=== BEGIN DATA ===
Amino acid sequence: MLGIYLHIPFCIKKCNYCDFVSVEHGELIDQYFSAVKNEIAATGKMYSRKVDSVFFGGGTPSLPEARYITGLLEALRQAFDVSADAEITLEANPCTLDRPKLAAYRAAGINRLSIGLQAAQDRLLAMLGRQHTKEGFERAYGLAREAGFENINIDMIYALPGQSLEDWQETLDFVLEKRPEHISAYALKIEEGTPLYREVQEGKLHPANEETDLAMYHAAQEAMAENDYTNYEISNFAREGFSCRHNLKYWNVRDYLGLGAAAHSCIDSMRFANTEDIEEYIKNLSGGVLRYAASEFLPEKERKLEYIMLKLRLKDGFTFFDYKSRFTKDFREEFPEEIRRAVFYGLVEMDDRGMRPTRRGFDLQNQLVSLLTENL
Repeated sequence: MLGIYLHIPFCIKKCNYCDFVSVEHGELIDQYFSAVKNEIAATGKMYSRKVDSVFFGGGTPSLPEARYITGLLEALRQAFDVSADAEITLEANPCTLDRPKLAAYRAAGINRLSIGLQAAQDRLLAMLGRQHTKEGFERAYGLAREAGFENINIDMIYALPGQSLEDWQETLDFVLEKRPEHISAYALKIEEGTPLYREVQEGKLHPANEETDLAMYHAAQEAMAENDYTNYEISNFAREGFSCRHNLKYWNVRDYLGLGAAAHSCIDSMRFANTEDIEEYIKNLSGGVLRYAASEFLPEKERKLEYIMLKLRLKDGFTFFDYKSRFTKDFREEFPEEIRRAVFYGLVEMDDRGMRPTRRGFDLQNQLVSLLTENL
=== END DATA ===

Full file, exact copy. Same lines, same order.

Amino acid sequence: MLGIYLHIPFCIKKCNYCDFVSVEHGELIDQYFSAVKNEIAATGKMYSRKVDSVFFGGGTPSLPEARYITGLLEALRQAFDVSADAEITLEANPCTLDRPKLAAYRAAGINRLSIGLQAAQDRLLAMLGRQHTKEGFERAYGLAREAGFENINIDMIYALPGQSLEDWQETLDFVLEKRPEHISAYALKIEEGTPLYREVQEGKLHPANEETDLAMYHAAQEAMAENDYTNYEISNFAREGFSCRHNLKYWNVRDYLGLGAAAHSCIDSMRFANTEDIEEYIKNLSGGVLRYAASEFLPEKERKLEYIMLKLRLKDGFTFFDYKSRFTKDFREEFPEEIRRAVFYGLVEMDDRGMRPTRRGFDLQNQLVSLLTENL
Repeated sequence: MLGIYLHIPFCIKKCNYCDFVSVEHGELIDQYFSAVKNEIAATGKMYSRKVDSVFFGGGTPSLPEARYITGLLEALRQAFDVSADAEITLEANPCTLDRPKLAAYRAAGINRLSIGLQAAQDRLLAMLGRQHTKEGFERAYGLAREAGFENINIDMIYALPGQSLEDWQETLDFVLEKRPEHISAYALKIEEGTPLYREVQEGKLHPANEETDLAMYHAAQEAMAENDYTNYEISNFAREGFSCRHNLKYWNVRDYLGLGAAAHSCIDSMRFANTEDIEEYIKNLSGGVLRYAASEFLPEKERKLEYIMLKLRLKDGFTFFDYKSRFTKDFREEFPEEIRRAVFYGLVEMDDRGMRPTRRGFDLQNQLVSLLTENL